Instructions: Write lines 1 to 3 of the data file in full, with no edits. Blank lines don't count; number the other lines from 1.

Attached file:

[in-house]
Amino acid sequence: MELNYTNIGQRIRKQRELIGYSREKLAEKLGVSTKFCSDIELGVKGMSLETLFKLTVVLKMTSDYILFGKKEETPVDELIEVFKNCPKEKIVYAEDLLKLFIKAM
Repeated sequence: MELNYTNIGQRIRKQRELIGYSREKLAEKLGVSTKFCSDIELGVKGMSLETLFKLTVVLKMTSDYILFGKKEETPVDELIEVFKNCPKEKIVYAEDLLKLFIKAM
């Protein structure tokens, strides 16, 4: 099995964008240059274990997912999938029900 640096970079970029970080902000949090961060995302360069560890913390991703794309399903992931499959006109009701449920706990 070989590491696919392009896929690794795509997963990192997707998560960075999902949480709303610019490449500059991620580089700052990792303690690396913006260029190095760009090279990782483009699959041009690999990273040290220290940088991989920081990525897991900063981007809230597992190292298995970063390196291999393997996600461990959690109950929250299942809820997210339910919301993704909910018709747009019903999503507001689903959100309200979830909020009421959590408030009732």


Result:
[in-house]
Amino acid sequence: MELNYTNIGQRIRKQRELIGYSREKLAEKLGVSTKFCSDIELGVKGMSLETLFKLTVVLKMTSDYILFGKKEETPVDELIEVFKNCPKEKIVYAEDLLKLFIKAM
Repeated sequence: MELNYTNIGQRIRKQRELIGYSREKLAEKLGVSTKFCSDIELGVKGMSLETLFKLTVVLKMTSDYILFGKKEETPVDELIEVFKNCPKEKIVYAEDLLKLFIKAM